Juno Sinclair tells us about the impact pavement parking and street clutter has had on them and how they are fighting for change.
Uneven pavements, potholes and blocked or inaccessible dropped kerbs are just some of the things that make getting out and about difficult for people who use wheelchairs, mobility or sight aids – or pushchairs.
22-year-old Juno Sinclair lives in Cardiff where they are studying fine art.
When Juno started suffering from regular fits and seizures, they were unable to leave the house for five months. They now rely heavily on a wheelchair so that they can get around – but it hasn’t been easy.
Uneven pavements, potholes and blocked or inaccessible dropped kerbs are just some of the things that make getting out and out difficult for Juno.
‘The first time I left the house in the wheelchair, my usual 15-minute trip to the shop took 45 minutes,' Juno says.
'When you’re in a wheelchair you can’t see the kerb on the other side of the road.’
Juno has set up an Instagram page highlighting problems faced by wheelchair users because they think that most people don’t see – or consider – those who use mobility aids. The message behind Inaccessible Cardiff is that everyone has value and worth, but it seems that many have forgotten this.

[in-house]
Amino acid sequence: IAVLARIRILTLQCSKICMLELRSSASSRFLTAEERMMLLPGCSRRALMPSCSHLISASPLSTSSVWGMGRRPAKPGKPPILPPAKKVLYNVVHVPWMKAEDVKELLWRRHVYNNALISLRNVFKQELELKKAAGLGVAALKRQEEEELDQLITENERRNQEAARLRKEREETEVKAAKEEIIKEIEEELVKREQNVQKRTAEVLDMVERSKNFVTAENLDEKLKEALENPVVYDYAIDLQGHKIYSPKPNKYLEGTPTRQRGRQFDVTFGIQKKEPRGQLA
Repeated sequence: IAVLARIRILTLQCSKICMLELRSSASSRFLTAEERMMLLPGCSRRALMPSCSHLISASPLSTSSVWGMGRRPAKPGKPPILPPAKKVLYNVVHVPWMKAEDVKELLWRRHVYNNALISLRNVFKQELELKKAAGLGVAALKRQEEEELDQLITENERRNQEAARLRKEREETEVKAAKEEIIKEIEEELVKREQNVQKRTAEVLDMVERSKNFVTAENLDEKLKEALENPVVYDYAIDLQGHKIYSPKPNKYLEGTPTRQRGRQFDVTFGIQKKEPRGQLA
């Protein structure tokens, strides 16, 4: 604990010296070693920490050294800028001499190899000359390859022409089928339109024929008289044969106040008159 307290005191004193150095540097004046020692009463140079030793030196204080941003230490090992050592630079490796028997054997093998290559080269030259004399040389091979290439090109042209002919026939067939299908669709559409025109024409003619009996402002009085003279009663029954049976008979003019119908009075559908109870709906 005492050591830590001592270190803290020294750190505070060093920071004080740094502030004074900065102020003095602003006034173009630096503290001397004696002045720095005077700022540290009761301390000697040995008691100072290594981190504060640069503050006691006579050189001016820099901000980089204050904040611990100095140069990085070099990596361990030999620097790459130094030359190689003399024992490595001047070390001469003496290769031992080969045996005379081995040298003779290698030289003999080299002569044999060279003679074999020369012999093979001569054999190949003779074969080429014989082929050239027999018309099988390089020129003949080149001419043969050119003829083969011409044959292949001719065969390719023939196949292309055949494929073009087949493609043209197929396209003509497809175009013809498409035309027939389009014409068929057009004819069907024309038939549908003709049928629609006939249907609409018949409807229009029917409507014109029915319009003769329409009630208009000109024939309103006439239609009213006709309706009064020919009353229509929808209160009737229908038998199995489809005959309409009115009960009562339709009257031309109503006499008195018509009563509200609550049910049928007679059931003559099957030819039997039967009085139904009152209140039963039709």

Pavement parking is a particular problem. Obstructive parking affects all pedestrians but not everyone can step into the road to pass. Juno will often have to find an alternative route or return home.
‘I wanted to regain my sense of power and meaning in life,’ Juno says. ‘Now is the time to make some noise.’
Juno is calling for better legislation and education so that people are aware of the reality of life using a wheelchair – and anyone with mobility issues or who use walking aids, guide or assistance dogs or pushchairs.
The first time I left the house in the wheelchair, my usual 15-minute trip to the shop took 45 minutes.
There is good news though. The Welsh Government is committed to making changes to the law to bring an end to pavement parking and we hope to see further progress on this later this year.
Juno, who is non-binary, has received support from TransAid Cymru and Queer Collection, as well as universities across the UK and the COP26 coalition. With their Instagram page gaining popularity, they have now set up a sister account called Inaccessible Powys.
Accessible pavements allow all pedestrians (including people who use wheelchairs or mobility aids) to travel independently and without risk or worry – and Living Streets Cymru will keep campaigning to make this a reality for everyone.
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